We talk to writer Mark Landry about his Titan Comics series BLOODTHIRSTY and why Trai Byers needs a copy, diversity, and Hurricane Katrina’s legacy.
Mark Landry is what we could call “conscious.” After I reviewed the first issue of Bloodthirsty, his comic series via Titan Comics, he reached out to us via Twitter which lead to a discussion about the message of righteous indignation he was trying to convey thus far. It’s easy to assume that a comics writer–Landry is also a screenwriter–would mine interesting tidbits from current events and pretend to care in the comic that information inspired him or her to write and create. But you would be wrong to make that assumption about Landry, because our exchange was proof that his level of social awareness and consciousness is bona fide. He’s not mining the news for inspiration and simply not caring. He is heavily invested as not only a writer, but a native of Louisiana, and it shows.
Read our review of Bloodthirsty #1
GM: Thanks for taking the time out to do this interview with us Mark. We’ve only got about a week or so until Bloodthirsty #2 comes out, and I’m chomping at the bit here. I absolutely loved the first issue. Hurricane Katrina seems to be relegated as an abstract memory in the country’s collective mind. Why write a comic based around Katrina and the effects—both real and fictional—now?
ML: Thank you for your review of the first issue. Yours is the review I send people when they ask for information about the book. You seem to get what I’m trying to do with this story on every level. Exactly. The fact that the storm has already receded into our national “abstract memory”–as you astutely put it–is exactly the reason to bring it back up. It was a 9/11-sized tragedy, in terms of lives and property lost. But this wasn’t an attack from an exterior human force; this was a systemic failure–over decades–of our domestic structures to protect our citizens and municipalities from natural disasters. This should never have happened in the U.S., and the worst part about it–the real point of keeping it in our collective consciousness–is that it could happen again.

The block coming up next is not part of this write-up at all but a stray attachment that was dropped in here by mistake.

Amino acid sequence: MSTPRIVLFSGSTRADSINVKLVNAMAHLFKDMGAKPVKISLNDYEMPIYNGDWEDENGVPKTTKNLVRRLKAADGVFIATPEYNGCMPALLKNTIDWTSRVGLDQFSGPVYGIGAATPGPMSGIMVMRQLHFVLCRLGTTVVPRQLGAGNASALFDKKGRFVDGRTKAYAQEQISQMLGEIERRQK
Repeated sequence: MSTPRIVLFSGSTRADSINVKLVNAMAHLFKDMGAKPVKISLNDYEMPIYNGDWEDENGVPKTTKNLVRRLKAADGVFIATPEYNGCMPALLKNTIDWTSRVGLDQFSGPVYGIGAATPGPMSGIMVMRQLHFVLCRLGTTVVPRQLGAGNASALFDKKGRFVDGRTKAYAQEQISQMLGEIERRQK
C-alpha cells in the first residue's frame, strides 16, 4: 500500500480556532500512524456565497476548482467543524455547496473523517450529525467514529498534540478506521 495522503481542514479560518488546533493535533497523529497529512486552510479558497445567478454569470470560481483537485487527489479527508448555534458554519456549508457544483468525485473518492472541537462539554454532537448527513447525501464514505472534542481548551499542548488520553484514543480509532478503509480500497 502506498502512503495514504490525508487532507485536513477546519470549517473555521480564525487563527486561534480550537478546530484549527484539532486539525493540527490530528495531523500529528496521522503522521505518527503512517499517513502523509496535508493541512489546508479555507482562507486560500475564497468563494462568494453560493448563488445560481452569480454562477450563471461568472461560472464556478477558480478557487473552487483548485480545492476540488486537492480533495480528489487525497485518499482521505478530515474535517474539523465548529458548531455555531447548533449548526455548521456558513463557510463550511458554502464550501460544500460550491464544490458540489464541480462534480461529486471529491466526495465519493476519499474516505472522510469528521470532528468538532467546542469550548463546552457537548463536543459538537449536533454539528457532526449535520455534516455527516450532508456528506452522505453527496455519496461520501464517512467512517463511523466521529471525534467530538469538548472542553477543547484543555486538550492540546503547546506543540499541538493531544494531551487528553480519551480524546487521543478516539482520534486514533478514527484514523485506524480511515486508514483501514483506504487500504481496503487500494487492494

GM: There is a level of political awareness and to be honest a sense of righteous indignation in Bloodthirsty. Were you ever concerned about how readers would react? Were there times where you wanted to hold back at all?
ML: No. This project has taken me over four years of blood, sweat, tears, and every cent I had to bring it to life. One doesn’t put that kind of energy into something that he or she feels is so unimportant that it could survive being sugarcoated or dumbed down. It’s the kind of energy that’s put into a protest, which is one of two pillars that I believe art and storytelling are here for; the other being to inspire. If the same piece can do both–protest and inspire–then you’ve really used the time, energy and gifts effectively. Paddy Chayefsky’s “Network” and Kubrick’s “Dr. Strangelove” do both in cinema.
GM: Honestly, you could have approached Bloodthirsty using a white character, but you opted for a biracial character, whose father is white and mother is black. I know I said in the review that I was impressed, but I’m going to say this again, I was super impressed. To be honest, I was pleasantly surprised, especially because I don’t think a lot of other comic creators would have made the same choice. Why did you ultimately choose a character of color to be the hero in Bloodthirsty?
ML: I’m glad you brought this up, because we would want to live in a world in which such a choice shouldn’t be a surprise or even noteworthy, but we just don’t live in that world yet. The reasons (plural) for creating this particular hero are multifaceted, but I feel like they’re braided together into a fairly strong thematic rope.